Big Apple Circus: Back on its Feet, but Fastened to Tradition - CircusTalk

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Big Apple Circus: Back on its Feet, but Fastened to Tradition

A familiar blue tent is cozied amidst the daunting buildings of Lincoln Center. The Big Apple Circus has returned to Damrosch Park for a 41st season!
It was a perfectly crisp fall evening. As I crossed Broadway, I smiled. My annual sojourn to the Big Apple Circus is one of my favorite nights of the year. I felt gratitude to those who have resurrected and excited that a new generation gets to sit under the big top. A mother said to her daughter, “You know how long it’s been since I saw the circus? Years! Since I was little, like you. Now I’m bringing you…your first time to the circus!” My heart melted a bit, and I felt the great importance of this national pastime. Yes! We need traditional circus! In a country where identity and customs are often piecemeal, our national traditions are precious. The tent is bright with promise, but real weight sits upon this season’s show. ...
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Madeline Hoak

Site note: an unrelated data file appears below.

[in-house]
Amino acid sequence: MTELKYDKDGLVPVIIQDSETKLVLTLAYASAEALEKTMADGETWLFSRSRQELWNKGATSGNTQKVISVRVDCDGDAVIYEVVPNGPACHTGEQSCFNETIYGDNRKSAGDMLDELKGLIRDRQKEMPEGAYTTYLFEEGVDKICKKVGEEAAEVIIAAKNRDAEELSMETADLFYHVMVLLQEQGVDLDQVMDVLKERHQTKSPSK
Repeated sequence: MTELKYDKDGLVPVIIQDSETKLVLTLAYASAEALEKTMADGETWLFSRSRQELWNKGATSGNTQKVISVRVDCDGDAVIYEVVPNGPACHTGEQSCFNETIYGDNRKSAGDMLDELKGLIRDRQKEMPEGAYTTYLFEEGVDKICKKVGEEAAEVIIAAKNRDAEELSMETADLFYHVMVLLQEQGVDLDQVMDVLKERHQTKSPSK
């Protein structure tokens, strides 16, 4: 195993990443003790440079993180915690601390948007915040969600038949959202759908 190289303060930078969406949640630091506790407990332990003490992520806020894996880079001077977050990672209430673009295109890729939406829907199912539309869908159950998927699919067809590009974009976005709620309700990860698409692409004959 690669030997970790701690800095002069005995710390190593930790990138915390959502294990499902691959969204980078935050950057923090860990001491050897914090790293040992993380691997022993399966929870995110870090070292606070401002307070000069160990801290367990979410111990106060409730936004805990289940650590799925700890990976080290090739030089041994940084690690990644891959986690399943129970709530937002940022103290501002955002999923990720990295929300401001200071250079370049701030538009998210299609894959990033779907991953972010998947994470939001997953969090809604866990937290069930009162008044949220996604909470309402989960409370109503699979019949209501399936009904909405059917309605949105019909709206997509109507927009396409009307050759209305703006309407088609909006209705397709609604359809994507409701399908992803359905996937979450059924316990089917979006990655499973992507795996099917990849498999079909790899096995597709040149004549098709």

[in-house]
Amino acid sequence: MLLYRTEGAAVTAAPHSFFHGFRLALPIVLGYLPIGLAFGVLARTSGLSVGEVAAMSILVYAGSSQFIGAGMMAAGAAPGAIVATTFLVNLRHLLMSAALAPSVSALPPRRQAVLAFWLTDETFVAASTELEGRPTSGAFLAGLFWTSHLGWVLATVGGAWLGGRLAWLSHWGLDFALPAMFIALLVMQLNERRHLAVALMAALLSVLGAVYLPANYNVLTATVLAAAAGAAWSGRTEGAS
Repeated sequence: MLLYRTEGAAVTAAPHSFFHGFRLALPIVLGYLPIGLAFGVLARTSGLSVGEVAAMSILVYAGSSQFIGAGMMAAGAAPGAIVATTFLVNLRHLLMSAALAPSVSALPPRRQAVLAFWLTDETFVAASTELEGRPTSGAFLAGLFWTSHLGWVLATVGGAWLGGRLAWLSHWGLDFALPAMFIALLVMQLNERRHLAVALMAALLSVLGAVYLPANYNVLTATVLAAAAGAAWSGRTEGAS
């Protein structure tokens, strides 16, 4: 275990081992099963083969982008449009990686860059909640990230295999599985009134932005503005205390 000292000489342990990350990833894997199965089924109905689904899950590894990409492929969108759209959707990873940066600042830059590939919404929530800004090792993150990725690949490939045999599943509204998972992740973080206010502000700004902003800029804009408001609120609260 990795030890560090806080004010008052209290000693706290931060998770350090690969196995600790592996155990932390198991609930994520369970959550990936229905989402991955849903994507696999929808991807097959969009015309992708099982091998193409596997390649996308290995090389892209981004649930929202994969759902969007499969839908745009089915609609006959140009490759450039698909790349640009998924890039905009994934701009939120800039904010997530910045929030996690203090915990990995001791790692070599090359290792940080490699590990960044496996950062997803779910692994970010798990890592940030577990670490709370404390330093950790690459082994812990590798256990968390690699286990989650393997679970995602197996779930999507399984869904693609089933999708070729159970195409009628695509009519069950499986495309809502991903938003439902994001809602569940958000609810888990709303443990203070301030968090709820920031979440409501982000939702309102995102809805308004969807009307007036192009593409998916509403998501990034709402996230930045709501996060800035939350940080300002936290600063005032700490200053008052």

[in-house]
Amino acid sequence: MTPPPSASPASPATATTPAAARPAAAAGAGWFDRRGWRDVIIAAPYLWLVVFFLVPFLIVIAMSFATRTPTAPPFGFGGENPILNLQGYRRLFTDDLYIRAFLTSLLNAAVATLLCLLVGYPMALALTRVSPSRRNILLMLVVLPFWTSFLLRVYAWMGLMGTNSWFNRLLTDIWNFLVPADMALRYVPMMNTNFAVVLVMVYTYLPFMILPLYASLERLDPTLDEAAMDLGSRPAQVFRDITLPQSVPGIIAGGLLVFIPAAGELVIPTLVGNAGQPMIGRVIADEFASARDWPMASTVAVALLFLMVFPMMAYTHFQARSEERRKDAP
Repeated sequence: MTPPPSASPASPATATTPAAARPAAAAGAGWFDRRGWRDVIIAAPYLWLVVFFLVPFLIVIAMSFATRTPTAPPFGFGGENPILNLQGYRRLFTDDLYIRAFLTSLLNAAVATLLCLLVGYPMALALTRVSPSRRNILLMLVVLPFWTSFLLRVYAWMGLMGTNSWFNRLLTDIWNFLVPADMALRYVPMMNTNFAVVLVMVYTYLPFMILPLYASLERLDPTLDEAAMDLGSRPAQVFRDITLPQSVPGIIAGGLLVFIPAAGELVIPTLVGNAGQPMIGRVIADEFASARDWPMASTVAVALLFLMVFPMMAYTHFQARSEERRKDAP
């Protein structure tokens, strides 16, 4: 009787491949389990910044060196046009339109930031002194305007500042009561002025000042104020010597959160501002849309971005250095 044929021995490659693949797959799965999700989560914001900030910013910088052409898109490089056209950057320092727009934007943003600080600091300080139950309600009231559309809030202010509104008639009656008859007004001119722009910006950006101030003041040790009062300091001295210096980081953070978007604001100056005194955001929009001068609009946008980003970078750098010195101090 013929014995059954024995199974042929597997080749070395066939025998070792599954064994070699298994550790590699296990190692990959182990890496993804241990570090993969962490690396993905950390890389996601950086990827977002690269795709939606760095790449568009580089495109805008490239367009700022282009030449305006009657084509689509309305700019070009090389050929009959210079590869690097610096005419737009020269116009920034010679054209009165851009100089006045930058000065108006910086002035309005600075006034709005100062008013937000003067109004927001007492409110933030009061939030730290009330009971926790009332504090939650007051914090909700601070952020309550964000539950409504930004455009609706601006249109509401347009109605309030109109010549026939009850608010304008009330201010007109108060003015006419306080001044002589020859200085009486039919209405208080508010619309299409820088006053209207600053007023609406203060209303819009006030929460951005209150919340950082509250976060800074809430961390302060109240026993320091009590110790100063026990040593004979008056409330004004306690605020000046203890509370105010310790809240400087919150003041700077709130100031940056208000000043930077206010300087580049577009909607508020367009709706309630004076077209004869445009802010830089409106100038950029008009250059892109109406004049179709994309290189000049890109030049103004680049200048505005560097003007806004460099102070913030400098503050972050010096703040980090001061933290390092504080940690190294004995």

Madeline Hoak is an artist and academic who creates with, through, and about circus. She is a Writer for CircusTalk, Adjunct Professor of Aerial Arts and American Circus History at Pace University, Editor and Curatorial Director of TELEPHONE: an international arts game, and curator and director of Cirkus Moxie, a weekly contemporary circus show at Brooklyn Art Haus. Madeline has performed, coached, produced, and choreographed at elite regional and international venues. Her background in dance and physical theater is infiltrated into her coaching and creation style. She is passionate about providing her students holistic circus education that includes physical, historical, theoretical resources. Madeline initiated the Aerial Acrobatics program at her alma mater, Muhlenberg College, where she taught from 2012-2017. She is also a regular contributor to Cirkus Syd's Circus Thinkers international reading group. Her circus research has been supported by Pace, NYU, and Concordia University. Recent publications include "Teaching the Mind-Body: Integrating Knowledges through Circus Arts'' (with Alisan Funk, Dan Berkley), a chapter in Art as an Agent for Social Change, "expanding in(finite) between," a multimedia essay in Circus Thinks: Reflections, 2020, and "Digital Dance & TELEPHONE: A Unique Spectator Experience." Madeline has presented academic papers at numerous conferences including Circus and its Others (UC Davis), International Federation for Theatre Research (University of Reykjavík), the Popular Culture Association, Gallatin (NYU), and McGill University. Madeline earned an MA from Gallatin, New York University’s School of Independent Study, where she designed a Circus Studies curriculum with a focus on spectatorship.